Glenbarra: A Lasting Legacy, has many works by legendary artist M.F. Husain, however his Umber Blue Nudes is one of the most notable in the catalogue. Husain, inspired by classical Indian art from the from the Rajput and Pahari courts created this painting, where modernism combines with classical aesthetics. The figures of the females painted draw from classical dance, and rest in a graceful tribhanga or three-bend pose. This 1960s oil painting is estimated between ₹ 1,00,00,000– 2,00,00,000.  
Jagdish Swaminathan 
Photo Courtesy: Pundole's
Photo Courtesy: Pundole’s
Swaminathan’s relationship with tribal art and life during his stay in Madhya Pradesh has inspired this painting. As the Director of the Roopankar Museum at Bharat Bhavan, Bhopal, the artist encountered various artisans who shaped his work. The Altar (1988) was created towards the end of his tenure at the museum and absorbs imagery from tribal sources. Abstract shapes, geometric triangles intersecting with squares, the sun, nagas, calligraphic graffiti, and highly textured surfaces, are central elements in the artwork. Symbols of Tantric thought, folklore, legends, and some from Swaminathan’s imagination are part of this painting that is estimated at ₹ 6,00,00,000 – 8,00,00,000.  
Akbar Padamsee 
Photo Courtesy: Pundole's
Photo Courtesy: Pundole’s
Painted by Akbar Padamsee in 1971, this canvas is estimated at ₹ 1,50,00,000 – 2,50,00,000. Though named Metascape, there are diverging views about whether this is part of Padamsee’s famed Metascape series, as it does not include the idealised elements that Chowdhury spoke about in the years post 1974. The dark palette of the current work is rich in pigments, and are built from the surface of the canvas, then modelled by knife or brush. Despite this debate over its name, it is clear that the landscapes painted from ‘69 to the early 70s are forerunners to the Metascapes that definitively appeared in 1974.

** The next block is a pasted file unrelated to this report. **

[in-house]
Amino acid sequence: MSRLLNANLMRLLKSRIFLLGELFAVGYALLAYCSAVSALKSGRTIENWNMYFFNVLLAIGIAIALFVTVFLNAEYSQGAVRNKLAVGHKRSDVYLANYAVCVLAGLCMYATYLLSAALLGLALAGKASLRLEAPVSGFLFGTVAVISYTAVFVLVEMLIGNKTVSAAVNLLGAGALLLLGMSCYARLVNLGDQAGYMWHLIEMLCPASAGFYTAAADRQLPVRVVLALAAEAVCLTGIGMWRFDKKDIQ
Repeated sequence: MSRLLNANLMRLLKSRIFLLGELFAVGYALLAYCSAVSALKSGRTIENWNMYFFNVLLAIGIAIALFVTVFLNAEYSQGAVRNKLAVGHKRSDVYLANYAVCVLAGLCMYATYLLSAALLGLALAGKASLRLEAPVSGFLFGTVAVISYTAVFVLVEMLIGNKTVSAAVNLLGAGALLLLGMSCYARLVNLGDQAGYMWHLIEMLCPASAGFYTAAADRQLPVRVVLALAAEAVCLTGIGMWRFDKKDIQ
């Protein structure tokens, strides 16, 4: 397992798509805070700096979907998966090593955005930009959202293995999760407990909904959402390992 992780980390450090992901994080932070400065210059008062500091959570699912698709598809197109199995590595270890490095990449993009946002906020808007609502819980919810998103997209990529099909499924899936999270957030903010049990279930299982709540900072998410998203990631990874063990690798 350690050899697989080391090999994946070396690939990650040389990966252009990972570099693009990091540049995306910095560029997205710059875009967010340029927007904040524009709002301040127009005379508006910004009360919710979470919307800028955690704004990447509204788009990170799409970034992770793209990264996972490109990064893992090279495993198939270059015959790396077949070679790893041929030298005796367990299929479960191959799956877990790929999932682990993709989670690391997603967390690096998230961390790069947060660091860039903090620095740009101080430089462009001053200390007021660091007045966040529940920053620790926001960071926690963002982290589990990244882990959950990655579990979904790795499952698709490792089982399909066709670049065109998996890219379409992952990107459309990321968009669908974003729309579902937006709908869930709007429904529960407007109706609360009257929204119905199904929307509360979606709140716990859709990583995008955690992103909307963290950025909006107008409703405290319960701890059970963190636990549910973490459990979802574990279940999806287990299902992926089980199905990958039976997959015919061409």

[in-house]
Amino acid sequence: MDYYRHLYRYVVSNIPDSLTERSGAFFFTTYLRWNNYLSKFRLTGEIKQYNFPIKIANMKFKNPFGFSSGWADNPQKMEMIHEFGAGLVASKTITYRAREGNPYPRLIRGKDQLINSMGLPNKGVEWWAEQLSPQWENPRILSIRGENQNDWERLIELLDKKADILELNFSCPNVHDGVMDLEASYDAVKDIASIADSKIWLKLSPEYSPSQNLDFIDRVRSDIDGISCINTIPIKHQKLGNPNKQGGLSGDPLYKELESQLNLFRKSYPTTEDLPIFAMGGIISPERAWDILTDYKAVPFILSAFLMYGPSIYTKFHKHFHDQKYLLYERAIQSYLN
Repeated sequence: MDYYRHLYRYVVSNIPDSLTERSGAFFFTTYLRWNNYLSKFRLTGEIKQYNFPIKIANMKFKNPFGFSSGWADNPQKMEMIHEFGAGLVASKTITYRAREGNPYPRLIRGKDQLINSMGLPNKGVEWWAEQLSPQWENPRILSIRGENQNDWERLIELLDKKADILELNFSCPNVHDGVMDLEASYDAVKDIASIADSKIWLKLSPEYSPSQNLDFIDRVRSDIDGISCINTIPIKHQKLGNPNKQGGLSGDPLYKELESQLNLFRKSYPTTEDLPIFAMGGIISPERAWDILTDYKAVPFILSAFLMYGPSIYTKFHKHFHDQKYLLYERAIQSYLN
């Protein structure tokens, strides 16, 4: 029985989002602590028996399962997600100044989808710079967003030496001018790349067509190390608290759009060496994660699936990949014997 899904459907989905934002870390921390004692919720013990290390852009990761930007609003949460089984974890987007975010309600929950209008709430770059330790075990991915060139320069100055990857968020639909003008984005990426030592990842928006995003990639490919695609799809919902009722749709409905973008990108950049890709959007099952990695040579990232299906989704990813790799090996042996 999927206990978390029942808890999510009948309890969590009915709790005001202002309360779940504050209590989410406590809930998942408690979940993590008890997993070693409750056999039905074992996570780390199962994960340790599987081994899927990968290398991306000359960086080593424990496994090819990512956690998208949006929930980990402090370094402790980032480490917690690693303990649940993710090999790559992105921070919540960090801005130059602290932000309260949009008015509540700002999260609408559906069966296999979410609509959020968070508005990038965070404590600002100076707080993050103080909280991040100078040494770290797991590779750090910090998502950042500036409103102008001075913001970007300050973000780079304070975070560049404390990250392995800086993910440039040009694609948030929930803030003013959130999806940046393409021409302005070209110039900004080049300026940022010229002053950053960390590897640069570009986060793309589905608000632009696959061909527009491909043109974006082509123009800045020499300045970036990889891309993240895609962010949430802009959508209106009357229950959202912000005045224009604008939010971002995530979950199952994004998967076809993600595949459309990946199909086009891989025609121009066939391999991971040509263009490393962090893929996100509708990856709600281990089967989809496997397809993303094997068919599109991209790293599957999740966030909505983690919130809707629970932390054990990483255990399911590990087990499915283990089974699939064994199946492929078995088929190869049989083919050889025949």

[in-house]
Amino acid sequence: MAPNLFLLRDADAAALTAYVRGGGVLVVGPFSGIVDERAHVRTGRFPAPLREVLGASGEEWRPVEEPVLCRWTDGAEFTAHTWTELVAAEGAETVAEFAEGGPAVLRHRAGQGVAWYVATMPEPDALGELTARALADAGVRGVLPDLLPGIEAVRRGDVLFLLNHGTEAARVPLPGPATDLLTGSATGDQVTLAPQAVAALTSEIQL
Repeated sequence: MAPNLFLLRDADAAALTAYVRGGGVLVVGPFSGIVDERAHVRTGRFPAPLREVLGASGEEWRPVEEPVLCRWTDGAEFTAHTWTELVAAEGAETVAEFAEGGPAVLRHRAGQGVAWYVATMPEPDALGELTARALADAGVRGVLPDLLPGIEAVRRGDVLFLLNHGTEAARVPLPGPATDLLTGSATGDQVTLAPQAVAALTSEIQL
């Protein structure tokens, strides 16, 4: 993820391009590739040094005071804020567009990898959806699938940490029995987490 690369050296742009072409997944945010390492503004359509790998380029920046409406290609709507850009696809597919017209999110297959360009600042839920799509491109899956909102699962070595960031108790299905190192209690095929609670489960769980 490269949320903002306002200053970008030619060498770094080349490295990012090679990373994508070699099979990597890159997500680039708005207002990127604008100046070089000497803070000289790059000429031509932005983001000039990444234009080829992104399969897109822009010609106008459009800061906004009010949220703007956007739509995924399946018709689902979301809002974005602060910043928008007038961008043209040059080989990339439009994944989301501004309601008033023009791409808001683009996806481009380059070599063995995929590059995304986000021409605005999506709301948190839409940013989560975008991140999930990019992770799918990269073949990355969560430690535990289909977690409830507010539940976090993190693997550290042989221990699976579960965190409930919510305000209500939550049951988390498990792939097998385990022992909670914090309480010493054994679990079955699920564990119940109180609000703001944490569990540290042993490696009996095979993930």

Arpita Singh 
Photo Courtesy: Pundole's
Photo Courtesy: Pundole’s
Artist Arpita Singh’s works follow a distinct visual aesthetic, mixing myth with reality and history with fantasy. My Lily Pond sees the contrast of blue water and pink waterlilies with the macabre imagery of drowning men with bloody torsos, whose arms reach out to safety. The word ‘WATER’ is repeated through 2/3 of the canvas, while the extreme right has two yellow land masses identified as Guantanamo Bay. Painted in 2009, a couple of year after the atrocities in the prison came to light, it is one of Singh’s works that reflects on social injustices and events of the time. However, the strokes are not obvious in their political commentary, instead paint a picture of complexity, metaphors and symbolism that requires further decoding. This 84 × 108-inch oil on canvas painting is to go under the hammer for ₹ 3,00,00,000 – 5,00,00,000.  
Jogen Chowdhury  
Photo Courtesy: Pundole's
Photo Courtesy: Pundole’s
Painted by the eminent artist in 1995, The Blue Sari is a study in bright colours that are juxtaposed against each other for maximum visual impact. Chowdhury’s body of work often explores the complexity of human relationships, and this current work portrays a man and woman, analysing their sexual dynamic. A red background shows a dominant female figure looking away from her partner who crouches in the corner. The leaping tiger then could signify the woman’s private thoughts or fantasies; however, Chowdhury leaves its interpretation to the viewer. The Blue Sari is estimated at ₹ 2,00,00,000 – 3,00,00,000.  
The total auction estimate is ₹65.9 crore – ₹107.05 crore.  

Ruhi Gilder